They were not in their nighttime transportation to dispose of a dead human body like he was that dark, lonely and misty night.
Precisely at 1130, the 57 Chevy put it’s yellow blinker on and came to a squeaky stop at the corner where Sal stood chain smoking and trying to remain calm inside.
All he had to do was dispose quickly of this body without anyone finding out. Dispose of the body of the second in charge of the small but growing drug Italian drug cartel that was seeping into NOLA from Chicago.
Sal wasn’t told the details of how the body had stopped breathing. He didn’t ask. He didn’t want to know. That only made it more human and creepy.
All he had to do was dispose quickly of this body and the score would be settled. At least that’s what Carlo had told him. But Carlo would lie to the Pope if he thought it would better his advancement from 3rd in the drug world. In fact, Carlo would slice the throat of the Pope if it would help him be made.
The man in the red cap opened the door, stepped out with black leather shoes that landed with a clunk on the wet pavement, walked to the driver’s back door and opened it. He reached in and pulled out a dark leather fedora.
Taking off the red ball cap, he replaced it with the fedora. With one slow movement, the driver ran his right index and thumb fingers across the fedora brim and cocked it downward on the right side. Shutting the back door, he reached into his trenchcoat and pulled out a cigarette and flipped out a gold Zippo and lit his smoke. Depositing that one first huge exhalation of smoke from his lungs into the streetlamp lights, the driver again repositioned his coat and flipped up his collar to fend off the night chill. The driver turned and walked to the back of the Chevy. There he stopped at the rear and placed his left gloved palm on the trunk. With his right gloved hand, he touched his forehead then crossed his chest. Taking the same hand, he kissed the gold cross that dangled from around his thick neck.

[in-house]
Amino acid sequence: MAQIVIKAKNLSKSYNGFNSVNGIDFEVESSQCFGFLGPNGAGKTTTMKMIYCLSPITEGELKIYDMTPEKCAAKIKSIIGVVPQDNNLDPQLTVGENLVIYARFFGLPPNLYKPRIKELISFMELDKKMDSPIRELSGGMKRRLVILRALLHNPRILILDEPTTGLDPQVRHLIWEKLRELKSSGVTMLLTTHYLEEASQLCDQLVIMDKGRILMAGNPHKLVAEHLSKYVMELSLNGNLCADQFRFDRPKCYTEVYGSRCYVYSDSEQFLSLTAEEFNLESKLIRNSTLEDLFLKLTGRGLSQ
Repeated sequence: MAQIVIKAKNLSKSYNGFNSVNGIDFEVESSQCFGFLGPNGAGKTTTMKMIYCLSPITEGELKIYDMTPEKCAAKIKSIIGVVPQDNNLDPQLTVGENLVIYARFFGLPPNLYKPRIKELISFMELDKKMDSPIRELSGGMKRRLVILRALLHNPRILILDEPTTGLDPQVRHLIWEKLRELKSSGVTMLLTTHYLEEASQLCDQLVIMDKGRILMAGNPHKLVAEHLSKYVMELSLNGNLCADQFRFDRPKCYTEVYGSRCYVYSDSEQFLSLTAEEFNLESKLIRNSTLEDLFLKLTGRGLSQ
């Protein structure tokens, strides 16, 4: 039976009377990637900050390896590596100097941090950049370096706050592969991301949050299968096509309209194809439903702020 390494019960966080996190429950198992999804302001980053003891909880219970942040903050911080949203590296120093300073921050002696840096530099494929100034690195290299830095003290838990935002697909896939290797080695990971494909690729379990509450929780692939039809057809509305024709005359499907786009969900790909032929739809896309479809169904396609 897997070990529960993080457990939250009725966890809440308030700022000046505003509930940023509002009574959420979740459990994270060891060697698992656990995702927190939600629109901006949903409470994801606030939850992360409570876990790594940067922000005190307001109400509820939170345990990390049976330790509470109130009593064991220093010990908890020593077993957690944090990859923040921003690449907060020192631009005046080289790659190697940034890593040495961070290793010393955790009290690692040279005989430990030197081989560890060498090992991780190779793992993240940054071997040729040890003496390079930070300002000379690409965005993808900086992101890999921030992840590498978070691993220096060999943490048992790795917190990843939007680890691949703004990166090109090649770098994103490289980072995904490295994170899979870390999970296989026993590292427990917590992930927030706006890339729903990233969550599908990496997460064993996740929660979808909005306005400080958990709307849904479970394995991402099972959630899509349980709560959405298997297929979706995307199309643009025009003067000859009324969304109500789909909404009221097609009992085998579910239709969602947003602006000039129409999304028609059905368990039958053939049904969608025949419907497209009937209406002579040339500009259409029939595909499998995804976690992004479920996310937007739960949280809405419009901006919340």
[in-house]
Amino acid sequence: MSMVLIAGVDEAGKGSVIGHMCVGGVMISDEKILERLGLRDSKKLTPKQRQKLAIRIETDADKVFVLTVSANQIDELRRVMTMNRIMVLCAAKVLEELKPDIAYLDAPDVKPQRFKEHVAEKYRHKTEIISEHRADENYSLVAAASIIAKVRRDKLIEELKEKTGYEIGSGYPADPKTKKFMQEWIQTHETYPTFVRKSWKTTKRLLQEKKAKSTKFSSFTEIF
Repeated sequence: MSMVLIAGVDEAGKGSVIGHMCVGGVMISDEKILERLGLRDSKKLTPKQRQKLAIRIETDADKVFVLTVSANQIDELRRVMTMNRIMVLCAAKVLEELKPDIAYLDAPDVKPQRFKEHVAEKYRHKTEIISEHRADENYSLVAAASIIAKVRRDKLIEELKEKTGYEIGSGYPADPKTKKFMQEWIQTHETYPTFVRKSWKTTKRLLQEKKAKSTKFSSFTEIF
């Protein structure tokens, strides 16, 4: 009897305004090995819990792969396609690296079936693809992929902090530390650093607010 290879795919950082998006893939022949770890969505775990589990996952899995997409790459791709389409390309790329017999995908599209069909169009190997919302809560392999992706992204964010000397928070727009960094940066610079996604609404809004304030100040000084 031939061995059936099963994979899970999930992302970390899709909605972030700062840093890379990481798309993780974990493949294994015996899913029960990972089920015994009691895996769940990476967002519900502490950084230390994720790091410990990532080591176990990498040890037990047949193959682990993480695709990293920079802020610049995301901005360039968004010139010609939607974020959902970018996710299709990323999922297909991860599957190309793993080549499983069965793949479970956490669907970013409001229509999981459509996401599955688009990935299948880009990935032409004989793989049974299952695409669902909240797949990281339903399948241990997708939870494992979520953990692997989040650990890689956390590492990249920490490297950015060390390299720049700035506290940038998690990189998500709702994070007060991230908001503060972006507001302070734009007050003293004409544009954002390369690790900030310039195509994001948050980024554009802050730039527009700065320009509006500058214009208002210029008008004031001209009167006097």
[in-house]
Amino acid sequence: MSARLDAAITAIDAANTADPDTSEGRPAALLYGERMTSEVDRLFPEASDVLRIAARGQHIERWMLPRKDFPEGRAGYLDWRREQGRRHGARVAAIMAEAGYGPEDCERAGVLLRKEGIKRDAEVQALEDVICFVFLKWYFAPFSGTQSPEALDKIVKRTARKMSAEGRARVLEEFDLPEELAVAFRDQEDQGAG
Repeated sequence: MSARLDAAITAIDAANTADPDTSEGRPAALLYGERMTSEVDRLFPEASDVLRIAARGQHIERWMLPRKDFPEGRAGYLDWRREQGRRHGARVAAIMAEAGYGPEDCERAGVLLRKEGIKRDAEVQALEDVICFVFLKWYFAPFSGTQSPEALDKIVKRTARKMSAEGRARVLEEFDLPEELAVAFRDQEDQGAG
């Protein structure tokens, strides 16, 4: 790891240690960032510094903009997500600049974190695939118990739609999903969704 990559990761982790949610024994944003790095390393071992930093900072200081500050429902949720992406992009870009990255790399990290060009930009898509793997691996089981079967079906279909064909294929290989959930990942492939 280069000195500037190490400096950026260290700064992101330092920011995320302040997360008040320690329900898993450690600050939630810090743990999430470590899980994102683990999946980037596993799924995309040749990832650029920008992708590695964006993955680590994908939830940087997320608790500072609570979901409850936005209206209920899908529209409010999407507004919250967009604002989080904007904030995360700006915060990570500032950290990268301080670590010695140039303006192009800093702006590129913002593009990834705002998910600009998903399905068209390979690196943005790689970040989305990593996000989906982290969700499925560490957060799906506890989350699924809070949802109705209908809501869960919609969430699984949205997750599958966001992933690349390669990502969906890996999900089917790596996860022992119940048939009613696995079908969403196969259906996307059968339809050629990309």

He righted himself again and fixing his coat, the driver came around to Sal. It was a quick encounter as he walked up to Sal on the sidewalk. There was a gloved handshake with a grip that made Sal reconsider his masculinity. The clasp of the hands pulled Sal closer to the driver’s face. He forced Sal close enough to his chiseled face that Sal could detect that the driver had eaten something with garlic recently. A deep and intense squint of the driver’s eyes assured Sal that this had to be perfect, or else.
‘Make it quick. Make it complete. And don’t smoke in the car. That’s just disgusting’ was the only things that the deep-voiced driver said as he calmly strolled off and faded into the night’s wet sidewalk.
The blonde waitress with bright red lips dinged the bell, then slipped the paper order slip for another cheeseburger and fries under the clip on the order carousel and spun it around for the cook at the Ça C’est Bon Cafe.
‘Heya Bertrand!’ she leaned up and shouted to the cook in the back.

‘I don’t know if it’s you or Rob’s meat plant, but the customas are sayin that these here burgas today taste betta. Something spicey about them, they’re saying. I dunno. Almost like they’ve got some ITAlian seasoning in them or something. But I tell ya, they’re liking these burgas today.’

That’s the best I can tell about it.


*Picture taken in New Orleans 2015.